University of São Paulo: Discovery involving proteins reinforces the need to do biomedical research with both sexes

ANDa study carried out at USP’s Institute of Biomedical Sciences (ICB) with male and female mice revealed differences as each sex expresses two proteins important to the central nervous system, responsible for the control of several cellular functions: PTEN and Klotho. The discovery, published in an article in the journal Scientific Reports, shows that the variation of protein levels according to sex can be related to the development of diseases and even to the response to treatments. For professor Elisa Mitiko Kawamoto, who conducted the study, the discovery highlights the importance of doing research with both sexes and not focusing only on male animals, as occurs in most works. This would help to think about personalized treatments, suitable for each individual.

The research was part of the master’s dissertation of researcher Natália Prudente de Mello, from the Molecular and Functional Neurobiology Laboratory of the Pharmacology Department at ICB.

According to the researchers, sex can be considered a predictive factor for a number of neurological diseases – autism, for example, is four times more common in boys than girls, according to data from the US Center for Disease Control and Prevention.

The team seeks new treatments for diseases, with an emphasis on neurological diseases – in this case, the proteins PTEN and Klotho were studied as pharmacological targets. When analyzing the expression of these two proteins in healthy mice of both sexes, the scientists found that PTEN was increased in females, while Klotho was more expressed in males. “This indicates that these two signals act in order to maintain the balance of the organism,” says Kawamoto.

PTEN is a tumor suppressor protein and, in the central nervous system, it also interferes in processes of cell proliferation and differentiation, which can be important for learning and memory. In this sense, it is possible that the higher incidence of autism in boys is related to a lower signaling of PTEN, for example. “This protein also plays a major role in inflammation, which is a characteristic of neurodegenerative diseases like Alzheimer’s and Parkinson’s,” he explains. In addition, the neurons of animals with PTEN deletion, studied in the laboratory, proliferate and grow more than normal, causing tumors.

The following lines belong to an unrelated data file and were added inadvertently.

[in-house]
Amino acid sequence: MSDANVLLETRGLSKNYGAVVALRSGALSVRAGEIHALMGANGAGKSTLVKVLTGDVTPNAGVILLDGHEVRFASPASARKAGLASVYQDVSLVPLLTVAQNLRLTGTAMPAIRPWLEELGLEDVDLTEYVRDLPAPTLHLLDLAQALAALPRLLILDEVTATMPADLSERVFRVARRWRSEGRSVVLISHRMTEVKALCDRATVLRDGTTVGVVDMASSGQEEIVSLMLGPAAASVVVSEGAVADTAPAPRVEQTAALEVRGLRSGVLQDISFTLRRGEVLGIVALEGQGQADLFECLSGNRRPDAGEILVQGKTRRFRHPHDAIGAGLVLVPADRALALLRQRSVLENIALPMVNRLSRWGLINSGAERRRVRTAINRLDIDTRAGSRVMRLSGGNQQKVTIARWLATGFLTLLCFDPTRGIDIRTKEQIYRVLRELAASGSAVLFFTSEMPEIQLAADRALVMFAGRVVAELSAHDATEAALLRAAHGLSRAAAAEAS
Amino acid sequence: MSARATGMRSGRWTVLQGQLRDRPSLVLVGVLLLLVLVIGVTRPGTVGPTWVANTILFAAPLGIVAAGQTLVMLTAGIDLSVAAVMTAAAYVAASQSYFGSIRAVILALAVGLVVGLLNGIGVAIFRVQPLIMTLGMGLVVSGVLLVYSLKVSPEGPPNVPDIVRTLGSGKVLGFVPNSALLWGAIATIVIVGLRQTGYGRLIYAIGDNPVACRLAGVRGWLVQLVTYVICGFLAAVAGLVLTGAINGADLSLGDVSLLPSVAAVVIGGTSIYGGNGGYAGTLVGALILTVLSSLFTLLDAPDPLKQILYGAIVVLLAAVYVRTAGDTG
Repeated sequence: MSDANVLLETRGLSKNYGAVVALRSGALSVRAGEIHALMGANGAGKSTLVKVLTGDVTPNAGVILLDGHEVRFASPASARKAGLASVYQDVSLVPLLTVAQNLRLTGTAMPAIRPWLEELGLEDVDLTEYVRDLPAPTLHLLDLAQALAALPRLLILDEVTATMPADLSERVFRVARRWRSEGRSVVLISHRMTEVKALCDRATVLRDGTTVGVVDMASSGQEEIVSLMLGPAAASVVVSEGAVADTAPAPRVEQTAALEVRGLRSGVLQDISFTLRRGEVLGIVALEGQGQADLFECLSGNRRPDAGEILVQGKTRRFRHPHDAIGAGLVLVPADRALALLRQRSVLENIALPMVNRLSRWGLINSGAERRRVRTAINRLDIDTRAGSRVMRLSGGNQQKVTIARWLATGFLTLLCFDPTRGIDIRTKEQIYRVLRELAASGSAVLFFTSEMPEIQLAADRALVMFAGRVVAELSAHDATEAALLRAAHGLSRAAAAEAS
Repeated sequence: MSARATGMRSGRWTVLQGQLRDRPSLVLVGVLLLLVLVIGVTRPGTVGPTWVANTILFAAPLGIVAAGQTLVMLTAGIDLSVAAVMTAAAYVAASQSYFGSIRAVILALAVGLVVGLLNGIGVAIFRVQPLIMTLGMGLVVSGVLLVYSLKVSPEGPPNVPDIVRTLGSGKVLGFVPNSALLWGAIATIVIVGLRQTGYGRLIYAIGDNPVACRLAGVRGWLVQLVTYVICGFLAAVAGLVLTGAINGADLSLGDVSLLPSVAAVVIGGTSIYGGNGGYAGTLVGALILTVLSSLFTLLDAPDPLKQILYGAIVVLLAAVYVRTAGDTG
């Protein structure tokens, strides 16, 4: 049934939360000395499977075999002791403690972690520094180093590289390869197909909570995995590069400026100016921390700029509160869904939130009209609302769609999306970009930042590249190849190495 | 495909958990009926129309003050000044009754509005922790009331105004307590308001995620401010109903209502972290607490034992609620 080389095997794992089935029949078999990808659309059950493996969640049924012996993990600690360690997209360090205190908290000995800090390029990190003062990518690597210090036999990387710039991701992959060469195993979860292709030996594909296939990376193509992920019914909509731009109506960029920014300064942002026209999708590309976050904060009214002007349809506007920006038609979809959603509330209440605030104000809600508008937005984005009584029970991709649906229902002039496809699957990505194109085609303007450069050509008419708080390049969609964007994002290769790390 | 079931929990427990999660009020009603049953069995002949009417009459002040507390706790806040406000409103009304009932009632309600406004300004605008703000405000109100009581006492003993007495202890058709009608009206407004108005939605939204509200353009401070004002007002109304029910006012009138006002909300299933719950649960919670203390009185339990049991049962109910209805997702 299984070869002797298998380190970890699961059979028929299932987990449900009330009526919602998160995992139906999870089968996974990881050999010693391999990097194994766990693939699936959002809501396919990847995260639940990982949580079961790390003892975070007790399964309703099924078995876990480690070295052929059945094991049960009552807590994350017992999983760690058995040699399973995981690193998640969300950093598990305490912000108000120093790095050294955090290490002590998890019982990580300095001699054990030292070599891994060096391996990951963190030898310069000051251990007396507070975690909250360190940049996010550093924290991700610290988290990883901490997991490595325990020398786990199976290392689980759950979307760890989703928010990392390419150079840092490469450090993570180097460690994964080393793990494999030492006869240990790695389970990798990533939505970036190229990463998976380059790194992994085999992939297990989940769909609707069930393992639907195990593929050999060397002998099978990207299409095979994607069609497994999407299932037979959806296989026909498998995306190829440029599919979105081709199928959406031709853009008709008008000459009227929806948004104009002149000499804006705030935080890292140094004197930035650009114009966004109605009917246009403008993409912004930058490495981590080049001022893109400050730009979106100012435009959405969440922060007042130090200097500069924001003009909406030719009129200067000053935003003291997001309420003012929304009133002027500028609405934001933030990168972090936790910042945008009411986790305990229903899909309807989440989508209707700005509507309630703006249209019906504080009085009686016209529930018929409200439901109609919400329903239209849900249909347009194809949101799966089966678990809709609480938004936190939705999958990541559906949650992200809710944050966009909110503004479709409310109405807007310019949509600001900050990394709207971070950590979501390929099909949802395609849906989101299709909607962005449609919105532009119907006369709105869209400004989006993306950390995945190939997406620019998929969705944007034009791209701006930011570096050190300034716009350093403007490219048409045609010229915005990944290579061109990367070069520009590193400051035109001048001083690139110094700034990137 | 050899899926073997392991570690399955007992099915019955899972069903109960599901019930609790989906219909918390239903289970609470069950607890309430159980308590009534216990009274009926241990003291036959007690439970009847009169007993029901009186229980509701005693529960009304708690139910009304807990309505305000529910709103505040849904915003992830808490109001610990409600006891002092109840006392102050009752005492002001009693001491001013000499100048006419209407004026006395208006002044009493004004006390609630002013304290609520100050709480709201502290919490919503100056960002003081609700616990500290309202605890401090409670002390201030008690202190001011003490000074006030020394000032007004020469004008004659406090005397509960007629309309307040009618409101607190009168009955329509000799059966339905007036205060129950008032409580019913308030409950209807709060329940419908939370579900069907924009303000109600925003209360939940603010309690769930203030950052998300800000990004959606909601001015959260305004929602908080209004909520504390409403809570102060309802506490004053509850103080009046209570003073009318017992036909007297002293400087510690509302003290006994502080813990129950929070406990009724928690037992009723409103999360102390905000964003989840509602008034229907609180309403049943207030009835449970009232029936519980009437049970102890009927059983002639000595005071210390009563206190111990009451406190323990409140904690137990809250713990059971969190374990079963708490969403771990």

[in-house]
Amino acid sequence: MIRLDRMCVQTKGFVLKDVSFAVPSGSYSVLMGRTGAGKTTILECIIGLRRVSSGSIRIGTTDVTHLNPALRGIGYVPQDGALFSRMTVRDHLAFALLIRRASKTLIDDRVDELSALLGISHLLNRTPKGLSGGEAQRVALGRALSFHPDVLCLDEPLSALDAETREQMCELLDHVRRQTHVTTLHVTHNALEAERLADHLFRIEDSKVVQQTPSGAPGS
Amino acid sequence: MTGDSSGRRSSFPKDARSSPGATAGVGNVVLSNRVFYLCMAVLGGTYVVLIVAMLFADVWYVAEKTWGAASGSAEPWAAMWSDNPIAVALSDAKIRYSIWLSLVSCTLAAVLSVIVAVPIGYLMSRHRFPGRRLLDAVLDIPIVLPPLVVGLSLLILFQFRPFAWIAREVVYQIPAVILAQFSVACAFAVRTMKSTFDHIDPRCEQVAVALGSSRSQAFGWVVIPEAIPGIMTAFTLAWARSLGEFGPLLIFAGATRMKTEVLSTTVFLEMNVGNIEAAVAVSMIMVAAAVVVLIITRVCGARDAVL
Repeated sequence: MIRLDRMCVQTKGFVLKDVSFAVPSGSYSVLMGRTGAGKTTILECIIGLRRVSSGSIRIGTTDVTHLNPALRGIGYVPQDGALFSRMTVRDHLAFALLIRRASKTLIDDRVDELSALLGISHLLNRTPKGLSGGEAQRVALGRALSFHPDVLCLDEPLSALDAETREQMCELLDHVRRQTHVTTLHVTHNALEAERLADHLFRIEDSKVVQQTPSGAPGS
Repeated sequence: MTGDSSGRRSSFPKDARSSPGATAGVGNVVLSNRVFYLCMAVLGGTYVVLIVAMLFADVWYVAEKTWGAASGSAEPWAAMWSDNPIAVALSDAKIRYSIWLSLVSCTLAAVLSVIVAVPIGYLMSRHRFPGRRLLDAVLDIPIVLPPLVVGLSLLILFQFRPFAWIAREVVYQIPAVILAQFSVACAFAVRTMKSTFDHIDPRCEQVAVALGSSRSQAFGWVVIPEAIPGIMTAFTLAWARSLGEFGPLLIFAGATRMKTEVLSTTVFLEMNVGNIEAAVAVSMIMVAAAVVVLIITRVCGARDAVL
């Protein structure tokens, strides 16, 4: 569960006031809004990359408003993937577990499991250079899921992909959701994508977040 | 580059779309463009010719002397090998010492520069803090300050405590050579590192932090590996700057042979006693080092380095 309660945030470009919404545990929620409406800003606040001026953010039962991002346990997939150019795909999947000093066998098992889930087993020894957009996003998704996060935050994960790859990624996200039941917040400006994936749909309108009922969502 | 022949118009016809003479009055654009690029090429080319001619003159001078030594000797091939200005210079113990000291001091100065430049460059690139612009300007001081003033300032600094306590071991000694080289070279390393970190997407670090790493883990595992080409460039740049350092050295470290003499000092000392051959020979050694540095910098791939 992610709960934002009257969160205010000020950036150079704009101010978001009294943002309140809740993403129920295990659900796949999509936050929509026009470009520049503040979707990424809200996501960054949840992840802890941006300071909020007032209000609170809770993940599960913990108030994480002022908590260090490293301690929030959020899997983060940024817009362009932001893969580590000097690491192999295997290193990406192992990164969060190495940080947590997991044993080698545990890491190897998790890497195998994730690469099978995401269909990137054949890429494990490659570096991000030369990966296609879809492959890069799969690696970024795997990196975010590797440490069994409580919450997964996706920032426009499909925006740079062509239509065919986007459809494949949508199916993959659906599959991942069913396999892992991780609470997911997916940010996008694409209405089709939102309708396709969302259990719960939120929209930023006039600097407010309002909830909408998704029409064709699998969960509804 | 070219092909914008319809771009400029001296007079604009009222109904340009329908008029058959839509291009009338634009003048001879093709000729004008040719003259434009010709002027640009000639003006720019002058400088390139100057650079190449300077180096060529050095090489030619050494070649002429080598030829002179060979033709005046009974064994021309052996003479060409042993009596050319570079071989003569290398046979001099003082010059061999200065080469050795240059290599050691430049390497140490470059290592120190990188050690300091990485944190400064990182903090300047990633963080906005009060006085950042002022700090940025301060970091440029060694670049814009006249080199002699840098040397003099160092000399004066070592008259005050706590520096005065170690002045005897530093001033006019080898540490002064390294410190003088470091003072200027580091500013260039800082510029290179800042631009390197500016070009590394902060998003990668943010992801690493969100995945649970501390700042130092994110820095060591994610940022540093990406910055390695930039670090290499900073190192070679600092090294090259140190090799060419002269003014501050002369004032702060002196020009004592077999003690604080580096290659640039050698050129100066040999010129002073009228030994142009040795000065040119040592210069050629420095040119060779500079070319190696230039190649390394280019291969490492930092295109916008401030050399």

PTEN protein plays a major role in inflammation, characteristic of diseases such as Parkinson’s and Alzheimer’s – Credit: Pixabay
Klotho is the anti-aging protein. There is a reduction in the levels of this protein during aging, especially in the presence of neurodegenerative diseases. “Animals that do not have this gene have an accelerated aging, living at most three months, in addition to having a marked cognitive and motor deficit”, says the researcher. Literature data show that Klotho replacement in these cases improves cognition, locomotor activity and has anti-inflammatory effects.

Individualized treatments
“Just as there is pharmacogenomics, which provides for the development of drugs according to the patient’s genome, there should also be a concern to develop drugs dependent on sex, since men and women have different susceptibilities to certain diseases”, highlights the professor Elisa Mitiko Kawamoto.

In the next steps of the study, scientists will seek to understand why the expression of PTEN and Klotho proteins varies between sexes and whether the hormones testosterone or estrogen may be related to this difference.

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